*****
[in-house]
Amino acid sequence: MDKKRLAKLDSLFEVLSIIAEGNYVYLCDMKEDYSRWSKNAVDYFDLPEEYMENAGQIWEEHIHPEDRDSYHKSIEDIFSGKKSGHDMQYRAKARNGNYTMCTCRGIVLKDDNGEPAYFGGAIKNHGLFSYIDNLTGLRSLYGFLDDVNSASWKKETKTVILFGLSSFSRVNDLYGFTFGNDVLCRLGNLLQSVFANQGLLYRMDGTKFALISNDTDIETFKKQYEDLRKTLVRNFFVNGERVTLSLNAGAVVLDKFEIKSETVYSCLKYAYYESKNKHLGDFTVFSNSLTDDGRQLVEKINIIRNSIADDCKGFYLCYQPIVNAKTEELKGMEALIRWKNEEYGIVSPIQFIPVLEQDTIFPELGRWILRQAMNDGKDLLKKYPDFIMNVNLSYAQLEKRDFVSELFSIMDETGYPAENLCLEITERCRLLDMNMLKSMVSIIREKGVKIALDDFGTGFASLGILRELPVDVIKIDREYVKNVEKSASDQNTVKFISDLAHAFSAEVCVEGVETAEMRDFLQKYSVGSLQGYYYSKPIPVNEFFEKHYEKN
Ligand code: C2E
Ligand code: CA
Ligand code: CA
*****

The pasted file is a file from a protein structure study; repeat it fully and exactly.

[in-house]
Amino acid sequence: MDKKRLAKLDSLFEVLSIIAEGNYVYLCDMKEDYSRWSKNAVDYFDLPEEYMENAGQIWEEHIHPEDRDSYHKSIEDIFSGKKSGHDMQYRAKARNGNYTMCTCRGIVLKDDNGEPAYFGGAIKNHGLFSYIDNLTGLRSLYGFLDDVNSASWKKETKTVILFGLSSFSRVNDLYGFTFGNDVLCRLGNLLQSVFANQGLLYRMDGTKFALISNDTDIETFKKQYEDLRKTLVRNFFVNGERVTLSLNAGAVVLDKFEIKSETVYSCLKYAYYESKNKHLGDFTVFSNSLTDDGRQLVEKINIIRNSIADDCKGFYLCYQPIVNAKTEELKGMEALIRWKNEEYGIVSPIQFIPVLEQDTIFPELGRWILRQAMNDGKDLLKKYPDFIMNVNLSYAQLEKRDFVSELFSIMDETGYPAENLCLEITERCRLLDMNMLKSMVSIIREKGVKIALDDFGTGFASLGILRELPVDVIKIDREYVKNVEKSASDQNTVKFISDLAHAFSAEVCVEGVETAEMRDFLQKYSVGSLQGYYYSKPIPVNEFFEKHYEKN
Ligand code: C2E
Ligand code: CA
Ligand code: CA